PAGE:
Gastric Dilation Volvulus (GDV) and Gastric Torsion - Bloat
What is it?
Bloat as many of us know it, is a killer there is no sugar coating or nice way to put it – many of us will have heard of dogs that had bloat and survived either through operations or luck, but many more of us will know of dogs that have been lost to this horrible illness.
Basically bloat is part of the syndrome known as GDV – the stomach fills with gas and fluids and can twist (torsion or volvulus) on itself (very similar to colic in horses) – it goes without saying that if you suspect your dog has bloat don’t hesitate just get it to the vet.
Bloat happens most often in large deep chested breeds and is no respecter of age or sex, it can come on when you are least expecting it but there are some things that you as an owner can do to reduce the risks.
Prevention is better than cure!
So what can we as owners do to reduce the risk? The following are all common sense and although they do not guarantee that your dog will not get bloat or GDV they will at least reduce the risk.
feed your dog immediately before or after strenuous exercise – this is a common
sense one but sadly there are people out there who just don’t get this,
regardless of bloat or torsion risks this is a big no no in humans and animals.
exercise don’t let your dog gulp down huge amounts of water – again this is
well known in the horse world – the gulping can bring down lots of air which
can lead to bloat.
that gulp down their food can be at risk, as they can also be taking in more
air than normal – if you have yourself a little piglet then you need to take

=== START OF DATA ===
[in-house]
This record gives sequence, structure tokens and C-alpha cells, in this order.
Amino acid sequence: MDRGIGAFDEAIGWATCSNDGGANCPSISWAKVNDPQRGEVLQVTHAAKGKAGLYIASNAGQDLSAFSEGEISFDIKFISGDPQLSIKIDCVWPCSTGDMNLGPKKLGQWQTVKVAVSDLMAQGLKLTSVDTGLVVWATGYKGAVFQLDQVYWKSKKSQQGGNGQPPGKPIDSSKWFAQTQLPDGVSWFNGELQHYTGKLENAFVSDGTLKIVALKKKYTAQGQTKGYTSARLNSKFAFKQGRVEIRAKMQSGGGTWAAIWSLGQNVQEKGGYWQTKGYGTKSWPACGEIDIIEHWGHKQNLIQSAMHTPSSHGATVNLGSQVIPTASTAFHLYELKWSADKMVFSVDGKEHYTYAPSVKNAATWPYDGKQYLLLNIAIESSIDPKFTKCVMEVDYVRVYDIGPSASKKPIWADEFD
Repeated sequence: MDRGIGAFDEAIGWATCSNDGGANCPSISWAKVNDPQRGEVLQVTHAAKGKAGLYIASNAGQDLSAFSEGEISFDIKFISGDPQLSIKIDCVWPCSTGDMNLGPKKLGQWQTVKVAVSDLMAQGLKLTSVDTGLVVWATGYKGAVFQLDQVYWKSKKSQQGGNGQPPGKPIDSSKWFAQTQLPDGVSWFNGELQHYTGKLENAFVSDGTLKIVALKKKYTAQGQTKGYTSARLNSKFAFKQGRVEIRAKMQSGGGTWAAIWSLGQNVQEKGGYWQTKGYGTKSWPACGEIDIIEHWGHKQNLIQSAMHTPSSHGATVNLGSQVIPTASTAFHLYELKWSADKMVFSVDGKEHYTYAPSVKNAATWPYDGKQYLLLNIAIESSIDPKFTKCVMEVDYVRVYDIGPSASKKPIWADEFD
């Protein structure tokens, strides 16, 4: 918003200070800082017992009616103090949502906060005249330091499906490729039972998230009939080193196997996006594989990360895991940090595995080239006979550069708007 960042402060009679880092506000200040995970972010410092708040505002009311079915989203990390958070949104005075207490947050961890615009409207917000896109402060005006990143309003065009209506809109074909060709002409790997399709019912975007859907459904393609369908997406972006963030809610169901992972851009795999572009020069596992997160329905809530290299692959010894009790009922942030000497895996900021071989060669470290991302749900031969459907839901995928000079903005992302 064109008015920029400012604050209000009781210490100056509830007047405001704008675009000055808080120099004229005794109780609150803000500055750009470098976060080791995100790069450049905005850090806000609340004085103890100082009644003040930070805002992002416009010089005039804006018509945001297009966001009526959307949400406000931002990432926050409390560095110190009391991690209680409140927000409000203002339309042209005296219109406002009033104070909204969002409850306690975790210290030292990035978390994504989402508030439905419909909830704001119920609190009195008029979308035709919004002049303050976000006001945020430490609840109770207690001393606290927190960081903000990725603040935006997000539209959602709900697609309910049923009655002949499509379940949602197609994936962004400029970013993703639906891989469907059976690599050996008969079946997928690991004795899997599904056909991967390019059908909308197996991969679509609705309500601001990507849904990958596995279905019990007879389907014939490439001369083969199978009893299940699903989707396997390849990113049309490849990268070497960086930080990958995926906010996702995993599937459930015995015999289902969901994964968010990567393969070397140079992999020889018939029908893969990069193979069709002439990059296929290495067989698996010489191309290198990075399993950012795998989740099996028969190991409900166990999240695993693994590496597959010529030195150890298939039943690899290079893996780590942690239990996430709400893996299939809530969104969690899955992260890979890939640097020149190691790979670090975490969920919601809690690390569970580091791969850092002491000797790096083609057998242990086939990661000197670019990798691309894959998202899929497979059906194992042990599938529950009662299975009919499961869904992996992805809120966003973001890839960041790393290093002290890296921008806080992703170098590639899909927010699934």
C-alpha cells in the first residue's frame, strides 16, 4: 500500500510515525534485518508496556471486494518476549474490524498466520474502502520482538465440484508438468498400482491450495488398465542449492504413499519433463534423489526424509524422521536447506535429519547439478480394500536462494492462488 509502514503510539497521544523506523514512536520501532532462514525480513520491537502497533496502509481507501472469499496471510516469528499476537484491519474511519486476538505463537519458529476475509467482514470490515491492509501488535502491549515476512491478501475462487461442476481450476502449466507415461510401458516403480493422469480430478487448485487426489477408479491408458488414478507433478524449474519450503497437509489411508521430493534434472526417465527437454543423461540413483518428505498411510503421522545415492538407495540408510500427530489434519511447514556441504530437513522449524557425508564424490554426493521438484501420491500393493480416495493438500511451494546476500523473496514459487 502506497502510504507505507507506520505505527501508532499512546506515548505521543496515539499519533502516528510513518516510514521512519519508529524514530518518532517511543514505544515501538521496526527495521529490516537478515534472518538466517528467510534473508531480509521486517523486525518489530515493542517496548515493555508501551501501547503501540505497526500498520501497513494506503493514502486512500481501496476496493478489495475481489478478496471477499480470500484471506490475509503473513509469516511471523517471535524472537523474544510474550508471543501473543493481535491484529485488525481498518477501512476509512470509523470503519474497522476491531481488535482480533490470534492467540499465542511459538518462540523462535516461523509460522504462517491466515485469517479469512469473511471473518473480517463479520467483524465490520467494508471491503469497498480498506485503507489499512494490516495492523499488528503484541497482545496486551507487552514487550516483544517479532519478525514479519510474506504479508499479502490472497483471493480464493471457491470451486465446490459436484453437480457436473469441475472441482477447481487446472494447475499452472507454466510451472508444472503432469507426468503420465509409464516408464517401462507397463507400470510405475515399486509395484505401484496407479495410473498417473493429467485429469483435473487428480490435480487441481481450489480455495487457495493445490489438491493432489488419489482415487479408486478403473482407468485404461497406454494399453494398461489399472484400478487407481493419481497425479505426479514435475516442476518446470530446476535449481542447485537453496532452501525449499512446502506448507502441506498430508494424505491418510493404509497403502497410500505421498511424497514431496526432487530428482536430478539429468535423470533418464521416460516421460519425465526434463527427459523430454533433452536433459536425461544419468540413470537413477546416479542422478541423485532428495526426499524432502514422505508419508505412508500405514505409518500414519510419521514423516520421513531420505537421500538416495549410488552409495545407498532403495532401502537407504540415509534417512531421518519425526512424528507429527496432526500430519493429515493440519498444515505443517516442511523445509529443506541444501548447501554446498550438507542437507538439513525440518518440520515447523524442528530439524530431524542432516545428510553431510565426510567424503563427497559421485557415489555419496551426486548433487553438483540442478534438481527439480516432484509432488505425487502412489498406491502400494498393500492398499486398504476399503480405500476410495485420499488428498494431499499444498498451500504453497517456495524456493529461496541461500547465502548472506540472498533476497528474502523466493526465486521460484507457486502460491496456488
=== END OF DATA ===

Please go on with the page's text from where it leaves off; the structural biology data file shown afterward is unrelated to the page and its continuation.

steps to slow down the food/time ratio.
- If you
feed a dry feed, observe your dog after eating to make sure they don’t gulp
down lots of water as this may put them at risk.
rotten meat – you don’t need to be a brain surgeon to know that this is not
good for many reasons, but in relation to bloat, rotten meat can produce toxins
and bacteria that may lead to bloat, not to mention all the other nasty’s that
occur when doggy eats bad things!
can be a factor so take this into account, moving house etc, or big changes in
routine can be very upsetting for some dogs (Others wouldn’t notice if they
moved as long as their toys are still around and the food keeps coming!).
weather = more water being taken in, if it’s particularly hot then some dogs
can be prone to gulping down their water like they have been lost in the desert
for a week. We are (hopefully), all
aware that regardless of the breed we need to keep an eye on our pets in hot
weather and make sure they are kept cool and with lots of access to clean fresh
water – some dogs are equally happy to embarrass their owners by drinking from
a muddy puddle like it was the first water they’ve ever had.
- Feed at
least 2 meals a day – one large meal can put your dog at more risk, so meals of
good quality food should be spread out throughout the day – keep an eye on your
dog, where possible and practical for about 1 hour after feeding.
feed the dog if there is a lot of stress or excitement – wait for a quieter
use a raised bowl – on the ground is natural and is now universally
acknowledged as the best way to feed dogs – raising the bowl can encourage fast
eating and gulping.
So now that you are all nicely panicking about your dogs take a deep breath and relax. Bloat and GDV are rare and you shouldn’t spend every second of every day worrying about what illnesses are accidents could happen. Simple sensible precautions can be carried out and hopefully this will have just been an interesting bit of reading whilst you have your cuppa.
One question we should all ask is ‘is it hereditary?’ The simple answer is we don’t know, there have been stories on the dreaded internet that some family lines do show a significant number of bloat deaths, however we must stress this is not all in newfies and nor is it proven.
As breeders we can only ask that if your dog at any age does get bloat then you inform us so that we can monitor our breeding programmes. We also have to urge caution as many cases of bloat can be traced to them just having eaten and then leapt around like a fool, or it being a hot day and they really gulped down their water.